To call Rahxephon a, summarily captivating mecha adventure, or an existential science fiction drama, would be to sell the series short, excruciatingly so. This is the kind of show that defies rationalizations and explanations, it needs to be seen and experienced to be truly appreciated, no amount of superlatives, metaphors or fancy lingo can begin to hint at the amount of depth and feeling this series so masterfully encapsulates over the course of 26 episodes. Sure there’s action, there’s intrigue and more than a handful of natty looking robot mash “em ups, but Rahxephon transcends its “angsty mecha’ roots to become something so much more. Neon Genesis Evangelion may have beat it to the punch in the originality stakes, but if that series is a breakdown set to pictures then Rahxephon is the catharsis, the hope, and reconciliation that comes afterward.
To find RahXephon’s true appeal you have to look beyond the pretty visuals, the Evangelion comparisons and familiar mecha protrusions, as the series’ true beauty lies primarily in the writing. Not too surprising when you consider no less than six scriptwriters helped piece the story together, and scriptwriting wunderkind, Chiaki Konaka was amongst them. Despite her illustrious standing I’ve always found Konaka’s work to be a bit hit and miss, when she delivers, she really delivers – just look at the skilfully spun webs of intrigue that provide the framework for The Big O and Texhnolyze, but on occasion her lofty ideas can lapse into pretension, the badly judged conclusions of Devil Lady and BGC spring immediately to mind. I needn’t of worried, however, Konaka’s scripts are tight, intelligent, engaging and explicably straightforward throughout (compared to some of her other efforts at least) – and whilst there was still a chance the chronologically fractured narrative could have slipped through the grasp of some viewers, the screenwriters gently and expertly nudge the viewer toward each twist and revelation – even if you don’t realise it until after the fact, this is a series that lets you know what it wants, exactly when it wants to.
Everything has been so immaculately staged; a cryptic aside here becomes a full-blown plot twist there, seemingly unimportant characters go on to fill major roles, amazingly though, it never feels forced. This is a series that doesn’t sacrifice its cohesion for the sake of a few cheap revelations, everything has weight, purpose and import, I may have only seen the series once, but I’m willing to bet on a third or even fourth viewing I’ll be far from discovering all the little intricacies the series challenges the viewer to uncover. Therein lies the series timeless appeal – the questions, images and emotions, Rahxephon leaves in its wake will stay with you for a long, long time. Each open to thought, interpretation and elucidations, and that, I do believe, is the hallmark of a truly great series.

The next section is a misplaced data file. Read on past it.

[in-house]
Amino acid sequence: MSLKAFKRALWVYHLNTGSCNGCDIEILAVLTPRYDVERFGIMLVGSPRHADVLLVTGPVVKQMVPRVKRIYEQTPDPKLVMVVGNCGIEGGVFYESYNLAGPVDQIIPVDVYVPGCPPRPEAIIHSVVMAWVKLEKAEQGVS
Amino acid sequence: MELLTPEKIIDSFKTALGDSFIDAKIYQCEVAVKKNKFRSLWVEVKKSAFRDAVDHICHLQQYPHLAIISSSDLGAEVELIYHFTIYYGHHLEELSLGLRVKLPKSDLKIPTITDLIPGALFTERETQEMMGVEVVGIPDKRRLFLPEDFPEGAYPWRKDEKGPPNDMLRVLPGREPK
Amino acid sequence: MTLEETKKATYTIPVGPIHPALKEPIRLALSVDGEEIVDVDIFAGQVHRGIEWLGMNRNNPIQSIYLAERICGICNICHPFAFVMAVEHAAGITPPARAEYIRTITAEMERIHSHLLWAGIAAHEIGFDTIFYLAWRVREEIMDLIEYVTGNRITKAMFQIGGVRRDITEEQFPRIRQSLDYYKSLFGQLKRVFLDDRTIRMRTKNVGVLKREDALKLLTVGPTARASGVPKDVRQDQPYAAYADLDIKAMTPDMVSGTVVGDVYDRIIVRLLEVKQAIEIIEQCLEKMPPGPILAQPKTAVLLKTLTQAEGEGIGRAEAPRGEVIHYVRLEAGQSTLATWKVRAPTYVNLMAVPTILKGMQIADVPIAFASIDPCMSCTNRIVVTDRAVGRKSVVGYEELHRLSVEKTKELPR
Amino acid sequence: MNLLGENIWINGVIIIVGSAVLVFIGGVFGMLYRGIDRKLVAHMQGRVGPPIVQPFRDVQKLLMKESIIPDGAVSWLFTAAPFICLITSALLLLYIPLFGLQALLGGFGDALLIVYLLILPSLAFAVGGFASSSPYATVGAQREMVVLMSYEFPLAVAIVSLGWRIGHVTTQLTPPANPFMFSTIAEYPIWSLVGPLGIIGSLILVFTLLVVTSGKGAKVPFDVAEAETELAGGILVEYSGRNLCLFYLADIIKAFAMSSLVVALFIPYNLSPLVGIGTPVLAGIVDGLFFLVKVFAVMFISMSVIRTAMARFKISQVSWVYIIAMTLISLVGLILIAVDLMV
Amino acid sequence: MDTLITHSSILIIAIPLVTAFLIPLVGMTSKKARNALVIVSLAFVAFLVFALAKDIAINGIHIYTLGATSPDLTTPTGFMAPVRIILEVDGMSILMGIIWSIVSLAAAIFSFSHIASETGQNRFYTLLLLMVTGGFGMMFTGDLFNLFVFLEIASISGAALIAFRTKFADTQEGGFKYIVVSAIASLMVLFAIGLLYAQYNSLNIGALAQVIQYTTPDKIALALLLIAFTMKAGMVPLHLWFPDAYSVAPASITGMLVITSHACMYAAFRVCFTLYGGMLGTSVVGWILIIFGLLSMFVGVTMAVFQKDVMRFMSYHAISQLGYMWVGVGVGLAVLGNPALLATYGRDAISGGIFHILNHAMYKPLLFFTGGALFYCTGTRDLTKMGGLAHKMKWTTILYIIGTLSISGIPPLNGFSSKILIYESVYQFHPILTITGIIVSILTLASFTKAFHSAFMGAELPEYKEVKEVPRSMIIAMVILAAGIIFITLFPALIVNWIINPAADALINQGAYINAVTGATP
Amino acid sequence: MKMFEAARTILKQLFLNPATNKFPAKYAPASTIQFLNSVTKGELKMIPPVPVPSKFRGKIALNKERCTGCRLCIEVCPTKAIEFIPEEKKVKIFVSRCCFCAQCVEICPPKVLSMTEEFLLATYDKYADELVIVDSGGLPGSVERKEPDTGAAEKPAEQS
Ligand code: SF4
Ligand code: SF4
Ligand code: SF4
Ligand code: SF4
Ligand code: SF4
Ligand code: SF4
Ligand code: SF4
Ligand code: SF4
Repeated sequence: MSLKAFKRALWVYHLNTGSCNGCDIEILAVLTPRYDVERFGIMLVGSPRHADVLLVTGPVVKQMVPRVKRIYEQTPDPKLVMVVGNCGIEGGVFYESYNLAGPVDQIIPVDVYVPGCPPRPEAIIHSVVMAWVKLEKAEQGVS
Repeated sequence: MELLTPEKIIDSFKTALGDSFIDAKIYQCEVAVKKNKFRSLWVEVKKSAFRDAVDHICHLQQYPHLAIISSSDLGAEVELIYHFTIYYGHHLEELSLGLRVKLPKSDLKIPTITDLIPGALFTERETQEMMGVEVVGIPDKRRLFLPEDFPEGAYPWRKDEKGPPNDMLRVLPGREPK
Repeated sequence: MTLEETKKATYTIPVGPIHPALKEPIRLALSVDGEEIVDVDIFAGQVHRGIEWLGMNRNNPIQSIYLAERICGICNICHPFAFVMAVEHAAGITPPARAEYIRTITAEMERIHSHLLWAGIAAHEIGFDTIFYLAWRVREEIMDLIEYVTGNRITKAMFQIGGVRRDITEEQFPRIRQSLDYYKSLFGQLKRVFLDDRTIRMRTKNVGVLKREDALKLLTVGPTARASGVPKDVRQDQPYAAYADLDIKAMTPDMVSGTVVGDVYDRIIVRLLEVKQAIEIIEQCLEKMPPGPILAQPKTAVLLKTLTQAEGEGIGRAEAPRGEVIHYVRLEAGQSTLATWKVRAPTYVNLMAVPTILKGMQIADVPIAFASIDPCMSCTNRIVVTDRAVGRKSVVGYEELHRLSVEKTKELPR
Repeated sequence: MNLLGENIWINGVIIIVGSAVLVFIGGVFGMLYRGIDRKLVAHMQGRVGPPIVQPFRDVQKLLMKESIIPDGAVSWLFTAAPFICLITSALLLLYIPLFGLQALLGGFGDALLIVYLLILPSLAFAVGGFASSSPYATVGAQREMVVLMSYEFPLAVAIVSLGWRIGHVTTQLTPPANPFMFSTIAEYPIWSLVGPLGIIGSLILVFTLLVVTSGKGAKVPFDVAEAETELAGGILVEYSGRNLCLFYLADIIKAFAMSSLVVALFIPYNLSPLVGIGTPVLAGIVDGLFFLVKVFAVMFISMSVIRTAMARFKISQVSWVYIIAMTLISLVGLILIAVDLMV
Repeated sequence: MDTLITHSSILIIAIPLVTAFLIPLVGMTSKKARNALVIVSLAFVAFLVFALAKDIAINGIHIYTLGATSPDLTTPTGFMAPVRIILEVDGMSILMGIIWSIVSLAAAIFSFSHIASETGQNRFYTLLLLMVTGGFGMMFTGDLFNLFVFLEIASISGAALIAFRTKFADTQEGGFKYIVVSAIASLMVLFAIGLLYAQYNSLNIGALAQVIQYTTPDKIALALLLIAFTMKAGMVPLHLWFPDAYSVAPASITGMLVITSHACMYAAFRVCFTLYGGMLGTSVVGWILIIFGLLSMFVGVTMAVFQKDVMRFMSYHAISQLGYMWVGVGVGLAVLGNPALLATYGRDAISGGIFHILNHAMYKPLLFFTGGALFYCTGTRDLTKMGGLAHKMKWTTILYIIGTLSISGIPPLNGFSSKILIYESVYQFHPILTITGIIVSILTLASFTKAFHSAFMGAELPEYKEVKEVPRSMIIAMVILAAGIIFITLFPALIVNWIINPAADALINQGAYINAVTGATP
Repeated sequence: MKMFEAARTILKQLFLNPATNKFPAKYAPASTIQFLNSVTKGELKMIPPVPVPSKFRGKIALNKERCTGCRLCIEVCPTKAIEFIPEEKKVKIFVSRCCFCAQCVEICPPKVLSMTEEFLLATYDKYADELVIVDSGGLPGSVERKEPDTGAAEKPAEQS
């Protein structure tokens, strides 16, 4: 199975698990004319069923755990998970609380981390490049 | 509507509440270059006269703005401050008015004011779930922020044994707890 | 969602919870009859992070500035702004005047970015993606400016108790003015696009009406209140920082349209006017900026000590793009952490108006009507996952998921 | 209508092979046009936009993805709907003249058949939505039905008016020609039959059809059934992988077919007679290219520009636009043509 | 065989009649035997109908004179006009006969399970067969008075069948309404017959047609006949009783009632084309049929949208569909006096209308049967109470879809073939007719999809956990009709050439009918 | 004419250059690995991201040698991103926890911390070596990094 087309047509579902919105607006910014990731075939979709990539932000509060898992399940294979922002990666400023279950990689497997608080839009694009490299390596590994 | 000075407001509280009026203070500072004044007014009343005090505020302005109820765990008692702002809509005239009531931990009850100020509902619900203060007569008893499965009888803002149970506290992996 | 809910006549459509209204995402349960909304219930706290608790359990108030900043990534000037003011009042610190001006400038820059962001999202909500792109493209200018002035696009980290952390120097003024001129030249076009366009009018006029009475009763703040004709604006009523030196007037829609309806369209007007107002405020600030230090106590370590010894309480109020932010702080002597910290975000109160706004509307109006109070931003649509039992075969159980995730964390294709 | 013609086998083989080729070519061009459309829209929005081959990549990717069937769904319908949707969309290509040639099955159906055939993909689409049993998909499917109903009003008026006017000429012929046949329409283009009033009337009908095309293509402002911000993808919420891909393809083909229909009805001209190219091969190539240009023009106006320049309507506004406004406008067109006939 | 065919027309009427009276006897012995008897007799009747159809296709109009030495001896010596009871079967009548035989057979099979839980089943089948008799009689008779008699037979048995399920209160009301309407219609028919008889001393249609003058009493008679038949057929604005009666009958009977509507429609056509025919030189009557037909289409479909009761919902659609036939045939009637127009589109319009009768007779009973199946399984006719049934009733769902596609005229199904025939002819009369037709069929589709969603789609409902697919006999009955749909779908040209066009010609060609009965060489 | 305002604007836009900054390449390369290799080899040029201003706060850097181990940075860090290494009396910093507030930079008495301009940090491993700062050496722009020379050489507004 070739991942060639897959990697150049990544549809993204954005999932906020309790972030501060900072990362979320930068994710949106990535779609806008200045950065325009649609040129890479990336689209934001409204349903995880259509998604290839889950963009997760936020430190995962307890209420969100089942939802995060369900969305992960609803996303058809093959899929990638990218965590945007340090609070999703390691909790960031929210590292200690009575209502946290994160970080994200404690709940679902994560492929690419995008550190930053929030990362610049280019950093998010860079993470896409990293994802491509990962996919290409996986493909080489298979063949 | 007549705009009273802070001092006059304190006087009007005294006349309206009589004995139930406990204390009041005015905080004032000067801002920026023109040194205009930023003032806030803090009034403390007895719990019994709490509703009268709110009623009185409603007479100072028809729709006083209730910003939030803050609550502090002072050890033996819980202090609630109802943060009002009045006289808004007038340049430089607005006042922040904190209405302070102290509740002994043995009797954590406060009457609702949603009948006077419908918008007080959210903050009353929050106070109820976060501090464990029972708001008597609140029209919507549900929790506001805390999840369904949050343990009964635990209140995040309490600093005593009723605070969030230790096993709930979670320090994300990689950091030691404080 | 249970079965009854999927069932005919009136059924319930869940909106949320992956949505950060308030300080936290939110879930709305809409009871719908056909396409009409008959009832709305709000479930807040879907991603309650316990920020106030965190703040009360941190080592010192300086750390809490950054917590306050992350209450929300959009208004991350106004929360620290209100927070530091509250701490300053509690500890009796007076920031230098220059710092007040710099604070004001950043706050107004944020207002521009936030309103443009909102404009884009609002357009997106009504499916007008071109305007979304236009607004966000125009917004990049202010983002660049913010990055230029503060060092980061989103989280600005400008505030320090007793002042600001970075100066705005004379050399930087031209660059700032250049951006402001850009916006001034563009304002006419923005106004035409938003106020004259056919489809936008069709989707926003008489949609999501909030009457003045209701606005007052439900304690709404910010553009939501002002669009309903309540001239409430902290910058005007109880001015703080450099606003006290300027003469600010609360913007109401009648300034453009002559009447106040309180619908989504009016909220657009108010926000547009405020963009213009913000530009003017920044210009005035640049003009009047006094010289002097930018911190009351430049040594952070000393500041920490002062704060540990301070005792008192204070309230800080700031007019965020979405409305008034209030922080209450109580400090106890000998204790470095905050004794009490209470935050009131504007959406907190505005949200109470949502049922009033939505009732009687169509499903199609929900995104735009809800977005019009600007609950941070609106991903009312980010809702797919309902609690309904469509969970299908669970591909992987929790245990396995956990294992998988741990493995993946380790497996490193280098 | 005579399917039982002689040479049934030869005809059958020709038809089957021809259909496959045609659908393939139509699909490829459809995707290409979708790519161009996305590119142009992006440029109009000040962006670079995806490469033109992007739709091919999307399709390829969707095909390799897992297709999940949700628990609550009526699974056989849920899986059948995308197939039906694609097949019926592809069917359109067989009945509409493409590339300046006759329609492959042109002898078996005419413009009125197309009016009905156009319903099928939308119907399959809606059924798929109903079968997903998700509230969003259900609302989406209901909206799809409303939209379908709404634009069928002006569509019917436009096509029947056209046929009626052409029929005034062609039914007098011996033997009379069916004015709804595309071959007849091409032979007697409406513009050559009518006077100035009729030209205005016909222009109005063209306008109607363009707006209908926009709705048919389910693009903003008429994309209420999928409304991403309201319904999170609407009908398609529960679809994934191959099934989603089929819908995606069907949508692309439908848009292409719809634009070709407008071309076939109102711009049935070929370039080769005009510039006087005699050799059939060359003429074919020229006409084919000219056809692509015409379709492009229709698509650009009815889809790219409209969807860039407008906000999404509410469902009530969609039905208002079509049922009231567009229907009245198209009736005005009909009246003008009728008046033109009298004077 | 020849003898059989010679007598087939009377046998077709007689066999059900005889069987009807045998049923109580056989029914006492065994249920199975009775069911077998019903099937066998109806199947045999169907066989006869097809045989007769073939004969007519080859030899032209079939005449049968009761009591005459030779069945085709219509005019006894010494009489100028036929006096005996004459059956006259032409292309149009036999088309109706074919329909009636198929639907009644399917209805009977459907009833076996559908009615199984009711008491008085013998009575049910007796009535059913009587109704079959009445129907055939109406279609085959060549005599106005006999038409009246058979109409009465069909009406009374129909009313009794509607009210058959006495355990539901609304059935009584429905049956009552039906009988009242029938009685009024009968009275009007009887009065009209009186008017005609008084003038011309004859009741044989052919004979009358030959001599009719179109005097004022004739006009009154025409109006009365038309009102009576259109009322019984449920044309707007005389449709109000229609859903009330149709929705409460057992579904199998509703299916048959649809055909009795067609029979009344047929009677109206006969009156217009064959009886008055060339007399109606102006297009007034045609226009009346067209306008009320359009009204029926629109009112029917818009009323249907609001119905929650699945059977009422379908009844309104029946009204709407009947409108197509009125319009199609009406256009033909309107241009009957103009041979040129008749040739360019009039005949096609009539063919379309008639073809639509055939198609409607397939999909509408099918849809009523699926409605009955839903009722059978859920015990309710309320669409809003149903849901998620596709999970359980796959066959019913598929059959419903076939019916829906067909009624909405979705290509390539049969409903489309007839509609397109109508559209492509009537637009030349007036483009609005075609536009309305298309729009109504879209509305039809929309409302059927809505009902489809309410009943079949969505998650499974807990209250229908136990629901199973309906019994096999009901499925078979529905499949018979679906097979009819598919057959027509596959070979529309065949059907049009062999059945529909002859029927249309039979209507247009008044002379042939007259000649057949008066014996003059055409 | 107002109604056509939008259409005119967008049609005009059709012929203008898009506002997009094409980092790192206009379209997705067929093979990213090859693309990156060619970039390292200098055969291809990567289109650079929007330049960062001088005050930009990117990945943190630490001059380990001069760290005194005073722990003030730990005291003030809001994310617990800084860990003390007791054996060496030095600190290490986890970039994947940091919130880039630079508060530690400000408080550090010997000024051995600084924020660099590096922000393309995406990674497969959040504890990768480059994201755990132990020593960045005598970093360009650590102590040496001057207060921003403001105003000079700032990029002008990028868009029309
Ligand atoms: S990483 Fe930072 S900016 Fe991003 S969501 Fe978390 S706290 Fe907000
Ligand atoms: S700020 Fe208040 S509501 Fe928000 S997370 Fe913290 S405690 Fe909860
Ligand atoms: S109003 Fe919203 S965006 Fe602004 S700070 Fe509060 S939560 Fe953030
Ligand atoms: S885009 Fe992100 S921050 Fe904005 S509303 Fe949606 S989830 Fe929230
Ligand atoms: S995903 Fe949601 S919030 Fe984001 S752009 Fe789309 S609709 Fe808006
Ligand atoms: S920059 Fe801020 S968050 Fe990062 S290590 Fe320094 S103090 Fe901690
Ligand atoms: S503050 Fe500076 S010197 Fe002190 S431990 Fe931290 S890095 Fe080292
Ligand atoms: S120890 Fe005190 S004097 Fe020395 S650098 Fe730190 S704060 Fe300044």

The ethereal, at times almost surrealist, atmosphere, RahXephon builds itself around derives a lot of its impact from the series’ befittingly dreamlike visuals. The Xephon’s first big reveal is perhaps the most striking example of which – taking place in a cloud speckled egg chamber, complete with its floating roman columns and azure waterfalls, it is an eye opening taster of just how unreal the visuals can be. At times the budgetary constraints betray the productions team’s more grandiose intentions, but the world they have created is one of unparalleled artistic beauty, discomfortingly like our own but with a tincture of the fantastical. The score too, is worth a mention; its lush orchestrations, fractured melodies and bizarre arrangements fit their respective scenes like a proverbial glove, and complement the soaring visuals perfectly
Esoteric, inexplicable but spectacularly enjoyable, RahXephon is unquestionably one of the finest anime shows ever produced. This is one series I can see myself coming back to time and time again over the years, and I daresay, given the chance you will too, in a word, essential.